Mr. Speaker, I am pleased to address Bill S-23. My comments are based on the discussions that our caucus had following the proposals made by the hon. member for Rivière-des-Mille-Îles, who followed this bill on behalf of our party.
For the benefit of those who may not know it, Bill S-23 will change Canada Customs' controls and rules of operation within the Canada Customs and Revenue Agency.
First I want to mention two points. This is a bill that came from the other place. We are always somewhat uncomfortable with this way of doing things. We do not question the fact that the Parliament of Canada is bicameral, which means that it has two chambers. The same legislative process must be followed in each of the two chambers. We know these rules of operation and we do not question them.
However, the legitimacy of each chamber is not the same, since we feel that any legislation should first be dealt with by the true holders of democratic legitimacy, who are of course the elected representatives sitting in the House of Commons.
Let me do a bit of history. The reason our benches and the floor here in the House of Commons are green is because the Commons represent the grassroots, it is the people's chamber and it reflects the diversity found in the public.
It is no coincidence that, in the other place, the furniture and the floor are red. Why are they red? Because it is the chamber of the monarchy. When the Queen, who is theoretically the head of Canada, comes to our country, she never goes to the House of Commons. She goes to the Senate. There is even a chair reserved for her in the Senate. That is the big difference.
We examined this bill very seriously. The hon. member for Rivière-des-Mille-Îles did so, but I also want to mention the rather exceptional work done by Sylvain Boyer, who helped us make the appropriate distinctions. Sylvain Boyer is a kind of behind the scenes thinker who very discreetly sets the tone for all our interventions.
Since we are discussing the Canada Customs and Revenue Agency, we should remember that this agency is special in that it is not, in theory, part of the public service.
In the House, we debated a bill in which there were problems regarding unionization and labour relations. I think we will have the opportunity to come back to these issues.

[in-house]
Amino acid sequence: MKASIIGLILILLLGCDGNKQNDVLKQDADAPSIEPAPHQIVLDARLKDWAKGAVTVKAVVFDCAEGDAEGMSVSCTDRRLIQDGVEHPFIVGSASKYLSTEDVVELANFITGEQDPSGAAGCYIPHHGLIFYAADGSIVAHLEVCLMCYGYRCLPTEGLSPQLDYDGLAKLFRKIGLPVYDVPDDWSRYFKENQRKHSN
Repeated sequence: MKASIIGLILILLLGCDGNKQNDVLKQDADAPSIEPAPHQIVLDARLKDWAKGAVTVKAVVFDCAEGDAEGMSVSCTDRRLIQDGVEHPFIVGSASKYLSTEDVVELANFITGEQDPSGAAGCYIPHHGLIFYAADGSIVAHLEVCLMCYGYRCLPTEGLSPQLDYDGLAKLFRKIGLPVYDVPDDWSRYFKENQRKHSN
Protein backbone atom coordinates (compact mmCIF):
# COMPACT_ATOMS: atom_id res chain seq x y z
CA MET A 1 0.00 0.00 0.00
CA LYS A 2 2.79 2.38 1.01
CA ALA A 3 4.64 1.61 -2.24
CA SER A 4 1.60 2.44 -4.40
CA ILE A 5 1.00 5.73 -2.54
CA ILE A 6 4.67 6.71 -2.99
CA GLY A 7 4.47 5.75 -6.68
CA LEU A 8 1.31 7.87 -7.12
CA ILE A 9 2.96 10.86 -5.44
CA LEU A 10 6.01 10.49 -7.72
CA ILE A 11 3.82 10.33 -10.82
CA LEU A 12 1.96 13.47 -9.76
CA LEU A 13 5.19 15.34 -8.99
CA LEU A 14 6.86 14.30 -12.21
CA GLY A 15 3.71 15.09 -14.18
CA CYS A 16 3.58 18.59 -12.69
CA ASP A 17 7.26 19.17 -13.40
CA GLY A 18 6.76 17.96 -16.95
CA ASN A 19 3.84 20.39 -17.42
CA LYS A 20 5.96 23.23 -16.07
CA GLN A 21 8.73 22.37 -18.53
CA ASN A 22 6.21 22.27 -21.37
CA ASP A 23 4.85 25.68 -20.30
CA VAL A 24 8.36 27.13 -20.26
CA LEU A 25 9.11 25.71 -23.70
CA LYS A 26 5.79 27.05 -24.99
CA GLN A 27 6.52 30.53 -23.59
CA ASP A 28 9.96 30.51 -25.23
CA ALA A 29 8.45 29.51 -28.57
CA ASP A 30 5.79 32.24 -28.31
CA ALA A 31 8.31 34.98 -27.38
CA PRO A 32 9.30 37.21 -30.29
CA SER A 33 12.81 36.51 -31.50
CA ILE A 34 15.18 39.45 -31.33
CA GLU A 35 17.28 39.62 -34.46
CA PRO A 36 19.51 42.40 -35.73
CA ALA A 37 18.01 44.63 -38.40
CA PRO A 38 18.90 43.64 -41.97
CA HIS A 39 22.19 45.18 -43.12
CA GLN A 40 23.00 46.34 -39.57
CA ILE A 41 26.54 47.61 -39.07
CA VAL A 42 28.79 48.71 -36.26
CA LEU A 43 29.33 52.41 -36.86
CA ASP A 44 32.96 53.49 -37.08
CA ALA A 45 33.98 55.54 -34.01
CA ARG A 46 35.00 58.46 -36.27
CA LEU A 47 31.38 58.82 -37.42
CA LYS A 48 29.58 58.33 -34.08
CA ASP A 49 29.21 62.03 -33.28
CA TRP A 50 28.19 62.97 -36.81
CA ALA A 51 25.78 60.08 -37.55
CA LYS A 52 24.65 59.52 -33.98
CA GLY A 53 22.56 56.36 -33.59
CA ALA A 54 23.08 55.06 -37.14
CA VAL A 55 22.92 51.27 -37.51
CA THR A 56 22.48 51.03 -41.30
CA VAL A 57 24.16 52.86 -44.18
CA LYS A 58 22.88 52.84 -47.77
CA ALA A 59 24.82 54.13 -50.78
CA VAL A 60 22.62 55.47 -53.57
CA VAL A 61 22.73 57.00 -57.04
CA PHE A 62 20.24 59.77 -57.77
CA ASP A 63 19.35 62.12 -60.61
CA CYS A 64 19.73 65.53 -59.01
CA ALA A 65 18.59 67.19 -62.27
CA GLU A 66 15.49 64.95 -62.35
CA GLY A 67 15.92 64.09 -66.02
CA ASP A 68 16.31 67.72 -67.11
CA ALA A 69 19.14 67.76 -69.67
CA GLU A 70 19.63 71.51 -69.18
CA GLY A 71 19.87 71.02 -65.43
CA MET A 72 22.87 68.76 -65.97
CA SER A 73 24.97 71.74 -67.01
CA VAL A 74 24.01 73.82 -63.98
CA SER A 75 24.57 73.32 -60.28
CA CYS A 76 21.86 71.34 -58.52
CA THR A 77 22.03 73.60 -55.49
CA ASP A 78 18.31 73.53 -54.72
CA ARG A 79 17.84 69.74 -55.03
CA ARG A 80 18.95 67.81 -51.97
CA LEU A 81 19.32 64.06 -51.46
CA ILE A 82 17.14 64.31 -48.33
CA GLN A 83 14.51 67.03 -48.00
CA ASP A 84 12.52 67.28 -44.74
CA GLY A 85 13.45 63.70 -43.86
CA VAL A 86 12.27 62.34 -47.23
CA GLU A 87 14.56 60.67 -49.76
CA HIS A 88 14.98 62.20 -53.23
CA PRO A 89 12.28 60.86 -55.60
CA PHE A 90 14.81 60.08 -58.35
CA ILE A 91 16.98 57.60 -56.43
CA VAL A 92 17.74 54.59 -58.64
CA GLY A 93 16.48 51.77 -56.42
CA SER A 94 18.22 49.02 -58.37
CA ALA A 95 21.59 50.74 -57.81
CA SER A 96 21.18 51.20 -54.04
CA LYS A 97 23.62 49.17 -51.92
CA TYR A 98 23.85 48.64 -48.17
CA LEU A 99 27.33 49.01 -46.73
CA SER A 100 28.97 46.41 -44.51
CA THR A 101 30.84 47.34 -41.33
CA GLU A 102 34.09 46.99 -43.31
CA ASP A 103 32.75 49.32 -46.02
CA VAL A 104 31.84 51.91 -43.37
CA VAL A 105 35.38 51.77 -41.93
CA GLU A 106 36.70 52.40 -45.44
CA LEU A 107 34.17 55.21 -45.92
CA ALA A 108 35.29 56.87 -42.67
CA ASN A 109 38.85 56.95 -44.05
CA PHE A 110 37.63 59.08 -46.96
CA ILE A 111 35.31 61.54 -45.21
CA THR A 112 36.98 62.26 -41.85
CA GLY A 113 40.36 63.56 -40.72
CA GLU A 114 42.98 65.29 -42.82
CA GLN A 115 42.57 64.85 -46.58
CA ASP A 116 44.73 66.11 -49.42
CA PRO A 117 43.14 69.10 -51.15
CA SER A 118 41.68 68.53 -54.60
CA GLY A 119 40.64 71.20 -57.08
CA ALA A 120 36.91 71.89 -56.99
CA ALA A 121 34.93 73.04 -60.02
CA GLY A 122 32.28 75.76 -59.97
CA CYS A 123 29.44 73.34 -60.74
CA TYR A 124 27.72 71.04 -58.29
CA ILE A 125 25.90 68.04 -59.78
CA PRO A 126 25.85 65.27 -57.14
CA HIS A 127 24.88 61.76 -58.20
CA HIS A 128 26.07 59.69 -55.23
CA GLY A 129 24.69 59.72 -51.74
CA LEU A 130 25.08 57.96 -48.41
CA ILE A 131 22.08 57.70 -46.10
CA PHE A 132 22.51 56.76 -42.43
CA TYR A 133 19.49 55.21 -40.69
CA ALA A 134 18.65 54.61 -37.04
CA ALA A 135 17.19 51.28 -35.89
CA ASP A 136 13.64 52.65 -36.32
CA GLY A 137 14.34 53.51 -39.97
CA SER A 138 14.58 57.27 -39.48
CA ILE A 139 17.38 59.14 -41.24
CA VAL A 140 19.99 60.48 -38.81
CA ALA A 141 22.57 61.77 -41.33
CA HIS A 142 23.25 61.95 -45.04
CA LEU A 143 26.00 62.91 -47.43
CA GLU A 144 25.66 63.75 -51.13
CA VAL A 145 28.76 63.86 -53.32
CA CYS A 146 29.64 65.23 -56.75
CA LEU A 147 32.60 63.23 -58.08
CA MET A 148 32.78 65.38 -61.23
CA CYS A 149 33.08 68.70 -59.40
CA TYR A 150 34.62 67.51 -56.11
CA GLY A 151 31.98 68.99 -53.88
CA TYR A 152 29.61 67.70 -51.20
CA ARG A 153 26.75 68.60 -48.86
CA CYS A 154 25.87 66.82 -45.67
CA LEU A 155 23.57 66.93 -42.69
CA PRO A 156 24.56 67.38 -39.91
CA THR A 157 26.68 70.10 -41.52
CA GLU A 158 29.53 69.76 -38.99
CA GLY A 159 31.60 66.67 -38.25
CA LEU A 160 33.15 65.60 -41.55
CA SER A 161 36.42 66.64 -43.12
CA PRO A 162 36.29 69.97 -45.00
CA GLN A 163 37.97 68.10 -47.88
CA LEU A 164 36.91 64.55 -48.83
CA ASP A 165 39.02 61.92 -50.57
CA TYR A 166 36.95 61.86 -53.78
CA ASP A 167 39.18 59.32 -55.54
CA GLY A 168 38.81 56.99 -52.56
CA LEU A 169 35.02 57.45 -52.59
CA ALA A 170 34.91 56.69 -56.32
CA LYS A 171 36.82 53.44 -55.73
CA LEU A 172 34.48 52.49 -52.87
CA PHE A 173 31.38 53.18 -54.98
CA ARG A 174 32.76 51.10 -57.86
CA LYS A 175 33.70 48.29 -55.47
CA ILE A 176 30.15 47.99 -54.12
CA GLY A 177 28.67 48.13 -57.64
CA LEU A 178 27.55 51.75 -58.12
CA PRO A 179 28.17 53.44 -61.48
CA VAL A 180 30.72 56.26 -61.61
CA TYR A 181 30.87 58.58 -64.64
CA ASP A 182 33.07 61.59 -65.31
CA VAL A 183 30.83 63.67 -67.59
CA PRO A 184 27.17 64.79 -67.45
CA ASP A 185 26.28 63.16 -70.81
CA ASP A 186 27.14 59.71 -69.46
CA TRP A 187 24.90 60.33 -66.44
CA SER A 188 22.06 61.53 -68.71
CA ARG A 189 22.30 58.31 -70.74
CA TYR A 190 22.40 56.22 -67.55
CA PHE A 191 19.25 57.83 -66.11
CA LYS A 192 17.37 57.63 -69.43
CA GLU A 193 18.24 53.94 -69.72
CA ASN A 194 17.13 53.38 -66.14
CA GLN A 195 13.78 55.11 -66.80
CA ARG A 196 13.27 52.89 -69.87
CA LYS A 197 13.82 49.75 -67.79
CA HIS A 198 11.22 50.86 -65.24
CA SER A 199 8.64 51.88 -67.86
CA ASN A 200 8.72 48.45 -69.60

We are generally in favour of Bill S-23. However marginally, it is a reminder of the events of September 11. It is obvious that Canada, a large continental country, which shares several thousands of kilometres of border with the United States, must have border controls. But these controls must not prevent freedom of circulation between Canada and the United States.
Why is it important to ensure that the flow of goods and people between Canada and the United States is as streamlined as possible? Because economic imperatives demand it, of course. Every day, thousands of people cross the Canada-U.S. border, as do thousands of dollars in goods.
We want there to be the necessary controls when circumstances require, but we also want fluidity between the two countries.
This brings me to another point. In our plan for a sovereign Quebec, it is clear that there will be no customs post between Quebec and English Canada. We will welcome any measure that encourages freedom of circulation.
This was in Mr. Lévesque's 1967 white paper. It was part of the 1980 referendum plan and the 1995 agreement: there will be no customs offices between a sovereign Quebec and the rest of Canada.
The bill before us contains a number of measures. The first has to do with providing for the expedited movement of persons who are precleared and authorized to travel freely between Canada and the U.S.
There will also be streamlined clearance procedures for low risk passengers by pre-arrival risk assessment of passenger information. This is the crux of the bill.
There are people who travel on a regular basis, such as MPs going from one place to another, business people, people in positions of authority which require them to make representations at various times. Obviously, because they travel frequently, are honest citizens and are known to customs officials, these people do not represent a threat to the integrity and security of either country. Provision must be made for very streamlined procedures for these individuals.
This bill addresses such a measure as it relates to requests for information provided by individuals and how it will be handled. We welcome this measure, and have no problem with it.
Another provision of this bill addresses the requirements for provision of information under the existing act. We have no problem with that either.
Obviously, we understand that people do travel and that information must always be available on who is on a plane, who is preparing to go through customs. This is a matter of security, and there may be a need to contact people quickly. We are, of course, in agreement with such a provision.
There is also going to be a harmonization of the provisions relating to the recovery of monies owing under this act, the Income Tax Act and the Excise Tax Act. This is self-evident.
Where the problem lies, and the reason, I believe, for the amendments presented by the hon member for Verchères--Les Patriotes, is the coming into effect of this law and the extremely important role played by the regulatory context.
The categories of individuals to be processed more rapidly are determined by regulation. Implementation of the law is determined by its regulations.
As for the various administrative penalties, the fact that there is provision for 250 different ones to be set out in the regulations concerning the various offences relating to the transit of goods and individuals poses a problem for us.
Moreover, this government's predilection for such vague provisions in a piece of legislation is most unacceptable.